Monday, October 12, 1998

To our readers


Series explores tangled web

Many blame powerful labor unions -- particularly those representing public employees -- for Hawaii's budget deficits, poor business environment and weak economy. One national magazine disdainfully refers to us as "the People's Republic of Hawaii."

All parties have their own spin:

Bullet Business advocates claim performance-based compensation and tougher administration of public employee union contracts by state managers are critical for government to operate effectively in changing times. They complain that elected officials are afraid to tangle with politically potent unions, stalling essential reform.

Bullet Government managers complain that their hands are tied by a complex web of civil service law and one-sided collective bargaining agreements that require union consent for the most minor changes in working conditions.

Bullet Union leaders say they're only doing their job of getting the best possible deal for their members. They blame weak state and county administrators for problems in the system.

This week, the Star-Bulletin dissects the issue from all sides to answer the question: Is labor working for Hawaii?

Our series will generate controversy and debate. We look forward to hearing from you. To comment, call our hotline at 545-5867, fax us at 523-8509 or e-mail us at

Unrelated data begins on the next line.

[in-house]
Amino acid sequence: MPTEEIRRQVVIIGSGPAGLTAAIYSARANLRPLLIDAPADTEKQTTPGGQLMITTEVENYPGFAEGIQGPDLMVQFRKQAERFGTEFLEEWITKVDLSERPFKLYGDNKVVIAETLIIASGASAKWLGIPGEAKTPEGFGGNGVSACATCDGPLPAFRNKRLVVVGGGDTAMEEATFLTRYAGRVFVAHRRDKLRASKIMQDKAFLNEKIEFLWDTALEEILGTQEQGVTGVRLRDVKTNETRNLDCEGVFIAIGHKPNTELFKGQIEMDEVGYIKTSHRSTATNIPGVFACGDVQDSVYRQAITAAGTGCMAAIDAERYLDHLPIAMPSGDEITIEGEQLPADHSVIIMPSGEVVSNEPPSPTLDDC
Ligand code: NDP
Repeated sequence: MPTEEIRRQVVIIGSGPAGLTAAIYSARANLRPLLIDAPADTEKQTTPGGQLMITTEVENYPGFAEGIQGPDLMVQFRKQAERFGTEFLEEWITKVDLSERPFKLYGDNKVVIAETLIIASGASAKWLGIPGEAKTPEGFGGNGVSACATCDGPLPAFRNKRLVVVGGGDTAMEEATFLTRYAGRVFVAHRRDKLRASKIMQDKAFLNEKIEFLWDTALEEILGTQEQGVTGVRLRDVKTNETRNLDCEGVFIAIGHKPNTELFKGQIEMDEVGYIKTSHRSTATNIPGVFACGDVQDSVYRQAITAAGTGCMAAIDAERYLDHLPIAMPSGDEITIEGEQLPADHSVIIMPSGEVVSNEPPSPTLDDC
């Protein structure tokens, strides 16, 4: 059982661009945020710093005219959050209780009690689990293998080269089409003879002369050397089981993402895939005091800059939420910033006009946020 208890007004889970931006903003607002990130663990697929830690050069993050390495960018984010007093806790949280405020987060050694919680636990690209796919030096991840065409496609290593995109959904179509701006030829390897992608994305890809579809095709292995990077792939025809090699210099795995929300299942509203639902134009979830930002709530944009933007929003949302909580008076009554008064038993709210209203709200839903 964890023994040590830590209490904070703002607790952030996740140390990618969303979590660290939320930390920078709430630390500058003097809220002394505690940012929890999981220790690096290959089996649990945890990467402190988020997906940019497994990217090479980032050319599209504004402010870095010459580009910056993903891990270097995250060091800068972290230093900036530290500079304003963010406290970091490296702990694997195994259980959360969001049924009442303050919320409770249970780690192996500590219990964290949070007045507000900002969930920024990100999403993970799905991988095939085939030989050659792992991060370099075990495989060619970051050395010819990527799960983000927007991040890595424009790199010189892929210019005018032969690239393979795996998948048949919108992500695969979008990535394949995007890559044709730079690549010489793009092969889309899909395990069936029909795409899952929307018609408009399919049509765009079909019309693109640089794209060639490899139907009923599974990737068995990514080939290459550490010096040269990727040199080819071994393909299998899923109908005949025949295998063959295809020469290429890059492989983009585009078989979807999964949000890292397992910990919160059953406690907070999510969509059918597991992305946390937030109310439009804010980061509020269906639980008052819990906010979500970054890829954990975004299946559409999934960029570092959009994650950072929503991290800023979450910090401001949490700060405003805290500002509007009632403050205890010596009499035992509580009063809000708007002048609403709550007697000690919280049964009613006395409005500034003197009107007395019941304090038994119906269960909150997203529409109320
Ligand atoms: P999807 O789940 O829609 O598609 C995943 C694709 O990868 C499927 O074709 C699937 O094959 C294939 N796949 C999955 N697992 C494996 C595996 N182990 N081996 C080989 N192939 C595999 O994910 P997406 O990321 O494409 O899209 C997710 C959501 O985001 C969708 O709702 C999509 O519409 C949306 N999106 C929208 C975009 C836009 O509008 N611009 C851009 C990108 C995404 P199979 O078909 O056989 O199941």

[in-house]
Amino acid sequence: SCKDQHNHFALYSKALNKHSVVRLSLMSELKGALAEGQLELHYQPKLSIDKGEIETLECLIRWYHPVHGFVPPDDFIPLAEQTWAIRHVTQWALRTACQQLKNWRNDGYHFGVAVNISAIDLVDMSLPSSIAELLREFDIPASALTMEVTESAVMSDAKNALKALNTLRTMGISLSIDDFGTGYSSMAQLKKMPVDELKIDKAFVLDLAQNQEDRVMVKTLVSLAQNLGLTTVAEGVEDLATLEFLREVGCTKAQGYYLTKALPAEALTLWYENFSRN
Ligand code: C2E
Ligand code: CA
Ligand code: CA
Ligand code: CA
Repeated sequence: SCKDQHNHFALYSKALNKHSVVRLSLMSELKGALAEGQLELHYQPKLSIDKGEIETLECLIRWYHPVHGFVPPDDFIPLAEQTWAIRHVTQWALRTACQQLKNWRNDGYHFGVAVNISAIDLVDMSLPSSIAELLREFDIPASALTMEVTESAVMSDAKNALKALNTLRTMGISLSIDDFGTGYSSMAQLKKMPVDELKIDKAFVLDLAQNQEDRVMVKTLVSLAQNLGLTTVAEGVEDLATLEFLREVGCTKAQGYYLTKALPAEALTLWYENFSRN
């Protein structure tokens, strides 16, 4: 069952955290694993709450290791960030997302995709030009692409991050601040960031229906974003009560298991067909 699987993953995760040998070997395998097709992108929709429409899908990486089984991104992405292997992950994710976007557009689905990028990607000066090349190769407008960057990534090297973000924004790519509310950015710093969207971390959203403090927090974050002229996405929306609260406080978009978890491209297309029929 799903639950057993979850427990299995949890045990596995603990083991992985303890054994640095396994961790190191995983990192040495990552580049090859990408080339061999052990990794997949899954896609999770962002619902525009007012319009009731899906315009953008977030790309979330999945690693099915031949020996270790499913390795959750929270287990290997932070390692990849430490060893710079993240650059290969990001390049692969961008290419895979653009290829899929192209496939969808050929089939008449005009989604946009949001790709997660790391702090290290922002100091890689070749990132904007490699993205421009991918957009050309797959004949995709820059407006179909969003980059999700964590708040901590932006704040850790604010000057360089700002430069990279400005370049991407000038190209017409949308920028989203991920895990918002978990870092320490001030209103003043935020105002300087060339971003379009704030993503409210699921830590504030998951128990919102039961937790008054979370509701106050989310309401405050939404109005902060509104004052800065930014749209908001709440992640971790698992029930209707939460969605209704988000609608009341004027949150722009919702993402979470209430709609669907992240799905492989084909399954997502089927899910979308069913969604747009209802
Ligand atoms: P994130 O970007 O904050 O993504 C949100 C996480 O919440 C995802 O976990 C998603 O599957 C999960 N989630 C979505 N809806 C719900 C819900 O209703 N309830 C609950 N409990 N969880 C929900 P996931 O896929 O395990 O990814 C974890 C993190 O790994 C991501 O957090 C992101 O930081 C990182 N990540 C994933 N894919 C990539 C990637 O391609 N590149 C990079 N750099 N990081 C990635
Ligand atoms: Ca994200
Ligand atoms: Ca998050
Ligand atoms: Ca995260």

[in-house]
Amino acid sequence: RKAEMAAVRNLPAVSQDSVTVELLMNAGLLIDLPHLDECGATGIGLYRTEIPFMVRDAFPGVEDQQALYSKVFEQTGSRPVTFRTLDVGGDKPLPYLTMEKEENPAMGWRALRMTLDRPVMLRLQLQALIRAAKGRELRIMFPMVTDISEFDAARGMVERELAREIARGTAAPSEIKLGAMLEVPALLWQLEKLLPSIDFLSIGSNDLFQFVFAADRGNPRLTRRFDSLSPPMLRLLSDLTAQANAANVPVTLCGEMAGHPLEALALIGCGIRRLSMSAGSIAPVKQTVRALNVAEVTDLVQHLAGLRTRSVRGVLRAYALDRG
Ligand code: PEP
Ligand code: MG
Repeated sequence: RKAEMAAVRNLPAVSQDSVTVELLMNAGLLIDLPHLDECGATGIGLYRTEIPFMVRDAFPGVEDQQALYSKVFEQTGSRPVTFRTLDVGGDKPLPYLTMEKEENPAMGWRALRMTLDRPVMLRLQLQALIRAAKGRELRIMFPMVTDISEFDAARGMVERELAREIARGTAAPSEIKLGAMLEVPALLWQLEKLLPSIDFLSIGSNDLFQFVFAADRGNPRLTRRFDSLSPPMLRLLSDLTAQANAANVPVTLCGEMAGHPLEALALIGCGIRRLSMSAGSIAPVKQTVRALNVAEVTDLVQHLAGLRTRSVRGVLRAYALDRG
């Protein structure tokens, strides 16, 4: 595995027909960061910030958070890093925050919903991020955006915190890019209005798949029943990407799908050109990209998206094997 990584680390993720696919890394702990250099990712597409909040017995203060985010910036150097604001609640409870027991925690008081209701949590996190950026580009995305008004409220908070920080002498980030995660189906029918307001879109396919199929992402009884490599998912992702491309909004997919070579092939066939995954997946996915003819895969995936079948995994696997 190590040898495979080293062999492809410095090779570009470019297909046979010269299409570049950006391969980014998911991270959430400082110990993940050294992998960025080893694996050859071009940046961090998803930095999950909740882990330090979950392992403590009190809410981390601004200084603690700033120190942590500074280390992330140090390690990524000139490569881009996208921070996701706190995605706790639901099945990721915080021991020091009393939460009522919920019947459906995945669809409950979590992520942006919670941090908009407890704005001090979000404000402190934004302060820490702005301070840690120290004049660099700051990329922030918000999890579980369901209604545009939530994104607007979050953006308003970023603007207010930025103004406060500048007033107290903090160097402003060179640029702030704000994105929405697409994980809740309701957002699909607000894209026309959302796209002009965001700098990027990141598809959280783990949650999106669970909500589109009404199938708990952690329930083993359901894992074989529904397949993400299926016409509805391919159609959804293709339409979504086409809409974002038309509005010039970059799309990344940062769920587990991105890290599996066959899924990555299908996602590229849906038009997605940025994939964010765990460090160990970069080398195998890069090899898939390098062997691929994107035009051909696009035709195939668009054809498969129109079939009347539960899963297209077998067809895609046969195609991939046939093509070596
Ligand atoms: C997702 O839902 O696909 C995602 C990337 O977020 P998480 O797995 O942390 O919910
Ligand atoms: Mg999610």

Illustrations by David Swann, Star-Bulletin



Day 1

Day 2

Day 3

Day 4

OCT. 12, 1998

Whether compared to employees from the private sector or mainland governments, Hawaii's state and county workers enjoy some of the most generous benefits in the country. Despite the state's eight-year economic slump, those benefits have remained practically untouchable.

OCT. 13, 1998

Hawaii's labor-dominated bureaucratic system values seniority over productivity, job security over job well done. Efforts to get government to work more efficiently often run smack into a mass of rules and regulations.

OCT. 14, 1998

In the face of well-organized labor, local governments can be disorganized and ineffective in essential management functions, such as disciplining errant workers and negotiating contracts. It all begs the question: Who's in charge here?

OCT. 15, 1998

The influence of public employee unions reaches into virtually all aspects of state and county government in Hawaii and even into the judiciary. Significant change rarely happens in Hawaii unless the two leading unions sign off. Does this impede needed reform?

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